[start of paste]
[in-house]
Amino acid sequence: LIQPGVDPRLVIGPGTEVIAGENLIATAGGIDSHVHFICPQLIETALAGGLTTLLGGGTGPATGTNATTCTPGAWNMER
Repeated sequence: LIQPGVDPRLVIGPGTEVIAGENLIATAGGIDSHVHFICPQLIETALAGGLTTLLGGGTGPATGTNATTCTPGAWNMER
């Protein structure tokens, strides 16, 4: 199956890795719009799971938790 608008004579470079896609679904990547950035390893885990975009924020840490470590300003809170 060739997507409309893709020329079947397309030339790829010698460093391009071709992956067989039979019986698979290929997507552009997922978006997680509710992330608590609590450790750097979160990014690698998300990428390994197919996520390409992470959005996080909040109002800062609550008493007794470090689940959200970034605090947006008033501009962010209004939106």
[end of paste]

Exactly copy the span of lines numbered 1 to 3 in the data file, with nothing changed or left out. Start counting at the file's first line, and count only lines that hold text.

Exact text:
[in-house]
Amino acid sequence: LIQPGVDPRLVIGPGTEVIAGENLIATAGGIDSHVHFICPQLIETALAGGLTTLLGGGTGPATGTNATTCTPGAWNMER
Repeated sequence: LIQPGVDPRLVIGPGTEVIAGENLIATAGGIDSHVHFICPQLIETALAGGLTTLLGGGTGPATGTNATTCTPGAWNMER